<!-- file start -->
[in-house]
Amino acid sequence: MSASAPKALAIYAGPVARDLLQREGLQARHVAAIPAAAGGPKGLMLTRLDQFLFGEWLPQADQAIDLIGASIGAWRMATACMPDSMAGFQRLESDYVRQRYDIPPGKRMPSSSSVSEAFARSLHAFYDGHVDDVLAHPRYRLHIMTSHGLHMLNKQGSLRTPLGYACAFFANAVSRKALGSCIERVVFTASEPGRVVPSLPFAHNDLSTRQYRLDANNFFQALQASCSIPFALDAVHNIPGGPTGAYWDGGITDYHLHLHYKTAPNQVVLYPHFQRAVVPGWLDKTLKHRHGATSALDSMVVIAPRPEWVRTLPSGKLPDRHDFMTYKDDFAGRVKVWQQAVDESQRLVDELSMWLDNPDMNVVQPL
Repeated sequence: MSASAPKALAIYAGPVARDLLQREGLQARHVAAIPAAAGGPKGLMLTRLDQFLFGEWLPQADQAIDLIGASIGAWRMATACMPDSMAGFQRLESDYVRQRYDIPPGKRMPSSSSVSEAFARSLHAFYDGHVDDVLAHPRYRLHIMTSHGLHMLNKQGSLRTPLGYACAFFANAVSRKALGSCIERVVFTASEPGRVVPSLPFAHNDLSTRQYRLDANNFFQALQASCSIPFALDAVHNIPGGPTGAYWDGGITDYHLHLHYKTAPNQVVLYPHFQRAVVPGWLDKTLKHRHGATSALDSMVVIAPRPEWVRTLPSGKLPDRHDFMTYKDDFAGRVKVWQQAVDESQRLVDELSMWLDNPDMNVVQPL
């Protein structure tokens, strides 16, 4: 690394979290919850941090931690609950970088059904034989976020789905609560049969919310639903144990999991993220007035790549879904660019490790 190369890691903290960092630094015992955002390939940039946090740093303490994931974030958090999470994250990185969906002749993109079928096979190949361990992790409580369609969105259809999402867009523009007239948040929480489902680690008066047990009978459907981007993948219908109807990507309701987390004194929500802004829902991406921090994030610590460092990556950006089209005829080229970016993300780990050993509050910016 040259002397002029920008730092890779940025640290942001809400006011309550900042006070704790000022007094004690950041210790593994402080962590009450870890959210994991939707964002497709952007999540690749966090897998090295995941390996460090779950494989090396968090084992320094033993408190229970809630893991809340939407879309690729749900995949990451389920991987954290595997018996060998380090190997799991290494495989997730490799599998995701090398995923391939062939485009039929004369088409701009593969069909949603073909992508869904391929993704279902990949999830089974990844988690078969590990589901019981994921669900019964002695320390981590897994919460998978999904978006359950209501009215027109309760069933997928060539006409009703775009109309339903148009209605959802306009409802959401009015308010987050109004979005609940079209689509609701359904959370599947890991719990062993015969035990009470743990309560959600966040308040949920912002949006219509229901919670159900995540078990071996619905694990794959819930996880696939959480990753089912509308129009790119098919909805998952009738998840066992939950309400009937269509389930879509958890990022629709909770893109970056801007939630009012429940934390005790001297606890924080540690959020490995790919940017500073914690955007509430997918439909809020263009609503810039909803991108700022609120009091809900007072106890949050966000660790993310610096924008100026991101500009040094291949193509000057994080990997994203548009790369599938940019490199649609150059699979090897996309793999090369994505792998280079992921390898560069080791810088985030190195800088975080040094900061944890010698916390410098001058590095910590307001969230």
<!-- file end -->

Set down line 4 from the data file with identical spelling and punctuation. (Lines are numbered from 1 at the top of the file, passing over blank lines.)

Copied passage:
């Protein structure tokens, strides 16, 4: 690394979290919850941090931690609950970088059904034989976020789905609560049969919310639903144990999991993220007035790549879904660019490790 190369890691903290960092630094015992955002390939940039946090740093303490994931974030958090999470994250990185969906002749993109079928096979190949361990992790409580369609969105259809999402867009523009007239948040929480489902680690008066047990009978459907981007993948219908109807990507309701987390004194929500802004829902991406921090994030610590460092990556950006089209005829080229970016993300780990050993509050910016 040259002397002029920008730092890779940025640290942001809400006011309550900042006070704790000022007094004690950041210790593994402080962590009450870890959210994991939707964002497709952007999540690749966090897998090295995941390996460090779950494989090396968090084992320094033993408190229970809630893991809340939407879309690729749900995949990451389920991987954290595997018996060998380090190997799991290494495989997730490799599998995701090398995923391939062939485009039929004369088409701009593969069909949603073909992508869904391929993704279902990949999830089974990844988690078969590990589901019981994921669900019964002695320390981590897994919460998978999904978006359950209501009215027109309760069933997928060539006409009703775009109309339903148009209605959802306009409802959401009015308010987050109004979005609940079209689509609701359904959370599947890991719990062993015969035990009470743990309560959600966040308040949920912002949006219509229901919670159900995540078990071996619905694990794959819930996880696939959480990753089912509308129009790119098919909805998952009738998840066992939950309400009937269509389930879509958890990022629709909770893109970056801007939630009012429940934390005790001297606890924080540690959020490995790919940017500073914690955007509430997918439909809020263009609503810039909803991108700022609120009091809900007072106890949050966000660790993310610096924008100026991101500009040094291949193509000057994080990997994203548009790369599938940019490199649609150059699979090897996309793999090369994505792998280079992921390898560069080791810088985030190195800088975080040094900061944890010698916390410098001058590095910590307001969230």